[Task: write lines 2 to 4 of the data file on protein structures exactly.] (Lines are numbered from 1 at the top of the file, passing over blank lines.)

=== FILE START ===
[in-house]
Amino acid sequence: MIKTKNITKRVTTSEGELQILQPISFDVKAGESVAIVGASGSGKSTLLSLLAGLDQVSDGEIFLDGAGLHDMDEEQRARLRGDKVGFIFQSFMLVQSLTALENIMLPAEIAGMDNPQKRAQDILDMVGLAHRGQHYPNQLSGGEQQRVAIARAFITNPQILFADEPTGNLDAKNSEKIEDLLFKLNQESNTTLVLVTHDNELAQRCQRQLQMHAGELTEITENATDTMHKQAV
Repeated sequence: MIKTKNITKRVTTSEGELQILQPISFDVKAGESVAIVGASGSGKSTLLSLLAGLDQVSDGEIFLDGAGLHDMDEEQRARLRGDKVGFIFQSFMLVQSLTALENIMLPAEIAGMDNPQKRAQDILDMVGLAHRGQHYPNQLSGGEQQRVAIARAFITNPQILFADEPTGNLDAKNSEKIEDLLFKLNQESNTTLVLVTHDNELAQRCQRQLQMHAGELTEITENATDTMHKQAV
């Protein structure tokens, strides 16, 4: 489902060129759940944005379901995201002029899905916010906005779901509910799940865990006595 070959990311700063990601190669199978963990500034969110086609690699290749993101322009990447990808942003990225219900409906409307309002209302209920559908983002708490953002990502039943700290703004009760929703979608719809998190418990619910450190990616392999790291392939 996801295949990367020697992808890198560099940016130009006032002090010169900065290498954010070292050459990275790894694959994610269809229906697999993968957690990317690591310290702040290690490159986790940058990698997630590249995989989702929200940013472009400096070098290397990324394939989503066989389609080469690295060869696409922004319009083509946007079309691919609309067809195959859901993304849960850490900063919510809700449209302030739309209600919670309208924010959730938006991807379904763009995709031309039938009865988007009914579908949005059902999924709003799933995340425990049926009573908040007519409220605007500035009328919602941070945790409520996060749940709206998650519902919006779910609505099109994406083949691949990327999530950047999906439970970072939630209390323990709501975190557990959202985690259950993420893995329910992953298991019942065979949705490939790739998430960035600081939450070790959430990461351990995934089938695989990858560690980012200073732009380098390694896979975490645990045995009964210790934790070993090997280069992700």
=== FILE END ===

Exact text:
Amino acid sequence: MIKTKNITKRVTTSEGELQILQPISFDVKAGESVAIVGASGSGKSTLLSLLAGLDQVSDGEIFLDGAGLHDMDEEQRARLRGDKVGFIFQSFMLVQSLTALENIMLPAEIAGMDNPQKRAQDILDMVGLAHRGQHYPNQLSGGEQQRVAIARAFITNPQILFADEPTGNLDAKNSEKIEDLLFKLNQESNTTLVLVTHDNELAQRCQRQLQMHAGELTEITENATDTMHKQAV
Repeated sequence: MIKTKNITKRVTTSEGELQILQPISFDVKAGESVAIVGASGSGKSTLLSLLAGLDQVSDGEIFLDGAGLHDMDEEQRARLRGDKVGFIFQSFMLVQSLTALENIMLPAEIAGMDNPQKRAQDILDMVGLAHRGQHYPNQLSGGEQQRVAIARAFITNPQILFADEPTGNLDAKNSEKIEDLLFKLNQESNTTLVLVTHDNELAQRCQRQLQMHAGELTEITENATDTMHKQAV
């Protein structure tokens, strides 16, 4: 489902060129759940944005379901995201002029899905916010906005779901509910799940865990006595 070959990311700063990601190669199978963990500034969110086609690699290749993101322009990447990808942003990225219900409906409307309002209302209920559908983002708490953002990502039943700290703004009760929703979608719809998190418990619910450190990616392999790291392939 996801295949990367020697992808890198560099940016130009006032002090010169900065290498954010070292050459990275790894694959994610269809229906697999993968957690990317690591310290702040290690490159986790940058990698997630590249995989989702929200940013472009400096070098290397990324394939989503066989389609080469690295060869696409922004319009083509946007079309691919609309067809195959859901993304849960850490900063919510809700449209302030739309209600919670309208924010959730938006991807379904763009995709031309039938009865988007009914579908949005059902999924709003799933995340425990049926009573908040007519409220605007500035009328919602941070945790409520996060749940709206998650519902919006779910609505099109994406083949691949990327999530950047999906439970970072939630209390323990709501975190557990959202985690259950993420893995329910992953298991019942065979949705490939790739998430960035600081939450070790959430990461351990995934089938695989990858560690980012200073732009380098390694896979975490645990045995009964210790934790070993090997280069992700």